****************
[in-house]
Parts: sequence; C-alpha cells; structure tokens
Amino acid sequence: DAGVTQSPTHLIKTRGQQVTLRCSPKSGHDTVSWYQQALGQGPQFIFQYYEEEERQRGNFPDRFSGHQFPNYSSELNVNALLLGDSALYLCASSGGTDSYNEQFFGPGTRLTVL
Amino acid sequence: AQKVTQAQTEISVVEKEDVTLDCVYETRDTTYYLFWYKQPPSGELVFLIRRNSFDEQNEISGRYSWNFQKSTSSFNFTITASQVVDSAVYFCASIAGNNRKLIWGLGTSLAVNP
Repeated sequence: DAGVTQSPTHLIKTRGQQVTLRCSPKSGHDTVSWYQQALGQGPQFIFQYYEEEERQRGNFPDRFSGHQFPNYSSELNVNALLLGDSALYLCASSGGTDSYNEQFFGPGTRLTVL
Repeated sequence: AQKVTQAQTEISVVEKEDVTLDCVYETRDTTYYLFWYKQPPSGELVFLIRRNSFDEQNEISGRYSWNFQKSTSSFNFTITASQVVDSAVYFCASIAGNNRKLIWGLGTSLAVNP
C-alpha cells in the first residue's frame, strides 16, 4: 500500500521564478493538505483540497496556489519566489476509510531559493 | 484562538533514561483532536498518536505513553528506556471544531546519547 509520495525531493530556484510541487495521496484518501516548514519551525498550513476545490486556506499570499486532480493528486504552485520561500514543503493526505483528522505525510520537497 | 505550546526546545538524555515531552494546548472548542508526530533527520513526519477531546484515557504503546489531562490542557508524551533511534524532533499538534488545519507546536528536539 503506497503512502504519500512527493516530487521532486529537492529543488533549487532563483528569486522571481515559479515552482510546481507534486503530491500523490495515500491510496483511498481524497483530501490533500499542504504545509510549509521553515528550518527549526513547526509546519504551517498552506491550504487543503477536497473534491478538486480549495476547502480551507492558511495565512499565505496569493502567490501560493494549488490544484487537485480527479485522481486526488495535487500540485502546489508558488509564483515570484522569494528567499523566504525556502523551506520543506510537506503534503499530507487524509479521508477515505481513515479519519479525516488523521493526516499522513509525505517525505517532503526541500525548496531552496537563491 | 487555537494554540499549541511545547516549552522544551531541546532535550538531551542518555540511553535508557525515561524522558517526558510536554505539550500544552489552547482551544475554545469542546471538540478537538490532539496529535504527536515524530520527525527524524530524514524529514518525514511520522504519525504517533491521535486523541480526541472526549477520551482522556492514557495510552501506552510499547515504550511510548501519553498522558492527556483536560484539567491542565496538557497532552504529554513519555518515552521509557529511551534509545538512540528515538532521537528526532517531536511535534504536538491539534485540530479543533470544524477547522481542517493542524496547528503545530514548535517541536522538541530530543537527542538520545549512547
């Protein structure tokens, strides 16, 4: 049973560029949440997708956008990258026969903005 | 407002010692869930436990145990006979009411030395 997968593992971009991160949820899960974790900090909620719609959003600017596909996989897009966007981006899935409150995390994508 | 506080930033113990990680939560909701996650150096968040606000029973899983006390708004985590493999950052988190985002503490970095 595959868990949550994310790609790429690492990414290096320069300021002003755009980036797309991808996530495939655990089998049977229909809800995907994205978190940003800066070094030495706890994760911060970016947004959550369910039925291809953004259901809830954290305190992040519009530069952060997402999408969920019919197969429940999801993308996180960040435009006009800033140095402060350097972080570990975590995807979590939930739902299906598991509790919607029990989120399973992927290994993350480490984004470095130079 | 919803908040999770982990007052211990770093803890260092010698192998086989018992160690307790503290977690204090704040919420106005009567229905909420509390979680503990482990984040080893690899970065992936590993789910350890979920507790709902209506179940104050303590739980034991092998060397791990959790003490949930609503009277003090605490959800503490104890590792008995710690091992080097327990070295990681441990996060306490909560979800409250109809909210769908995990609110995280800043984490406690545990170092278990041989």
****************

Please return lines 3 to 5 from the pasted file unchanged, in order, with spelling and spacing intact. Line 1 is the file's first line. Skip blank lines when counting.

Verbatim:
Amino acid sequence: DAGVTQSPTHLIKTRGQQVTLRCSPKSGHDTVSWYQQALGQGPQFIFQYYEEEERQRGNFPDRFSGHQFPNYSSELNVNALLLGDSALYLCASSGGTDSYNEQFFGPGTRLTVL
Amino acid sequence: AQKVTQAQTEISVVEKEDVTLDCVYETRDTTYYLFWYKQPPSGELVFLIRRNSFDEQNEISGRYSWNFQKSTSSFNFTITASQVVDSAVYFCASIAGNNRKLIWGLGTSLAVNP
Repeated sequence: DAGVTQSPTHLIKTRGQQVTLRCSPKSGHDTVSWYQQALGQGPQFIFQYYEEEERQRGNFPDRFSGHQFPNYSSELNVNALLLGDSALYLCASSGGTDSYNEQFFGPGTRLTVL